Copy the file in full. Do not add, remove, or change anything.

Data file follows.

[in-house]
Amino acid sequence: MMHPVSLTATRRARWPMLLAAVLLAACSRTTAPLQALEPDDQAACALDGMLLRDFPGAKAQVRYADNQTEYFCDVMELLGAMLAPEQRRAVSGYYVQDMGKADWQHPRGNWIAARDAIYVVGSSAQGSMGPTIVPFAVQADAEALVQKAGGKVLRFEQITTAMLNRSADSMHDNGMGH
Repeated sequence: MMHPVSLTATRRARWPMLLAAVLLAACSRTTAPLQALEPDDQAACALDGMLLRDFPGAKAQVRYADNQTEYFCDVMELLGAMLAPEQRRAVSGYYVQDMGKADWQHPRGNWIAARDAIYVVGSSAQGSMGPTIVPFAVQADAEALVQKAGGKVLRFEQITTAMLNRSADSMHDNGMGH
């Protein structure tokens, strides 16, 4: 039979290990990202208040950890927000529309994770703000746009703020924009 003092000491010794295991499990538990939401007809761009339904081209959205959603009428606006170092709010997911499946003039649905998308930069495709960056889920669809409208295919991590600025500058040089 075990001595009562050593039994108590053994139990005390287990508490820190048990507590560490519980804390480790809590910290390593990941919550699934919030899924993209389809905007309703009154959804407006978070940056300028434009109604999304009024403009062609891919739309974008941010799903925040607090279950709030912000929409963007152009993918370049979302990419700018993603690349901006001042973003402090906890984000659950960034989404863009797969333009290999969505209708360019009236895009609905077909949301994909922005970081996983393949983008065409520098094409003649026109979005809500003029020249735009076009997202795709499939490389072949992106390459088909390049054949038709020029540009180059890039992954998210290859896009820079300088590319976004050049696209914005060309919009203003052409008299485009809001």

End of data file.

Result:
[in-house]
Amino acid sequence: MMHPVSLTATRRARWPMLLAAVLLAACSRTTAPLQALEPDDQAACALDGMLLRDFPGAKAQVRYADNQTEYFCDVMELLGAMLAPEQRRAVSGYYVQDMGKADWQHPRGNWIAARDAIYVVGSSAQGSMGPTIVPFAVQADAEALVQKAGGKVLRFEQITTAMLNRSADSMHDNGMGH
Repeated sequence: MMHPVSLTATRRARWPMLLAAVLLAACSRTTAPLQALEPDDQAACALDGMLLRDFPGAKAQVRYADNQTEYFCDVMELLGAMLAPEQRRAVSGYYVQDMGKADWQHPRGNWIAARDAIYVVGSSAQGSMGPTIVPFAVQADAEALVQKAGGKVLRFEQITTAMLNRSADSMHDNGMGH
């Protein structure tokens, strides 16, 4: 039979290990990202208040950890927000529309994770703000746009703020924009 003092000491010794295991499990538990939401007809761009339904081209959205959603009428606006170092709010997911499946003039649905998308930069495709960056889920669809409208295919991590600025500058040089 075990001595009562050593039994108590053994139990005390287990508490820190048990507590560490519980804390480790809590910290390593990941919550699934919030899924993209389809905007309703009154959804407006978070940056300028434009109604999304009024403009062609891919739309974008941010799903925040607090279950709030912000929409963007152009993918370049979302990419700018993603690349901006001042973003402090906890984000659950960034989404863009797969333009290999969505209708360019009236895009609905077909949301994909922005970081996983393949983008065409520098094409003649026109979005809500003029020249735009076009997202795709499939490389072949992106390459088909390049054949038709020029540009180059890039992954998210290859896009820079300088590319976004050049696209914005060309919009203003052409008299485009809001």